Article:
Monday, 30 May 2011

Writing groups

Writing plays a large part in my life, so here is another angle. I go to a couple of writing groups, where members write about a topic or a title that has been set beforehand. One group is part of the Pershore U3A and the other is Worcester Writers Circle which is apparently the oldest in the country and 70 this year. The Circle has all the titles for the year on their web site (
From that you can see that last week's title was 'Catch the little thief'. Is it a good idea to bend my mind to some random title? Wouldn't it be better to get on with whatever book I am writing?
I think a lot of writing groups do this, so it must work for some, and has obviously worked over a period, so not a thing to cast aside lightly. I usually try to think of something on the subject, at least for a day or two, but there is some benefit in trying harder. If I keep writing the current book, there is every chance that it won't be much different from everything I've done before. Really bending my mind to this week's title might just drag me into writing something I've never done before.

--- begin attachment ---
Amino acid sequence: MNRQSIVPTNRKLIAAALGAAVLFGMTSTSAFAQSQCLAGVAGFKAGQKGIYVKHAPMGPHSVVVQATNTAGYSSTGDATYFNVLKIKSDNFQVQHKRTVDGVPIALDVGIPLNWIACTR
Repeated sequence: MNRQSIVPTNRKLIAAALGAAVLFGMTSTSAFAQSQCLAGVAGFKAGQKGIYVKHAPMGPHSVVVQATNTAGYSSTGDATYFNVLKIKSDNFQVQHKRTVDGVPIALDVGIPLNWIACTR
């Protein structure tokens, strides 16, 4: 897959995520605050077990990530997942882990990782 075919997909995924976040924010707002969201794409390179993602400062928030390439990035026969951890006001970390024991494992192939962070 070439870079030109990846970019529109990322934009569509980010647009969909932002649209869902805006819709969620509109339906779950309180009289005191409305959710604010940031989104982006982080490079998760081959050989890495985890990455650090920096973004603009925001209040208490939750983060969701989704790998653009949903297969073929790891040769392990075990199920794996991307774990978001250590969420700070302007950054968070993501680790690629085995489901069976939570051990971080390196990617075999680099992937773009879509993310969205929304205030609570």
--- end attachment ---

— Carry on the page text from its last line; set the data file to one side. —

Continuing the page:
So, Catch the little thief it is.

‘What's your name?’
‘That's a weird name for a kid.’
‘It’s what they all say when they throw things at me.’
‘What do they throw?’
‘Rocks mostly, crusts or something I can eat, if I'm lucky.’
The kid grinned, ducked his head and squirmed away, but the big man was too quick for him and grabbed his coat, rapidly transferring his grip to a shoulder as the skinny arms wriggled clear of the sleeves.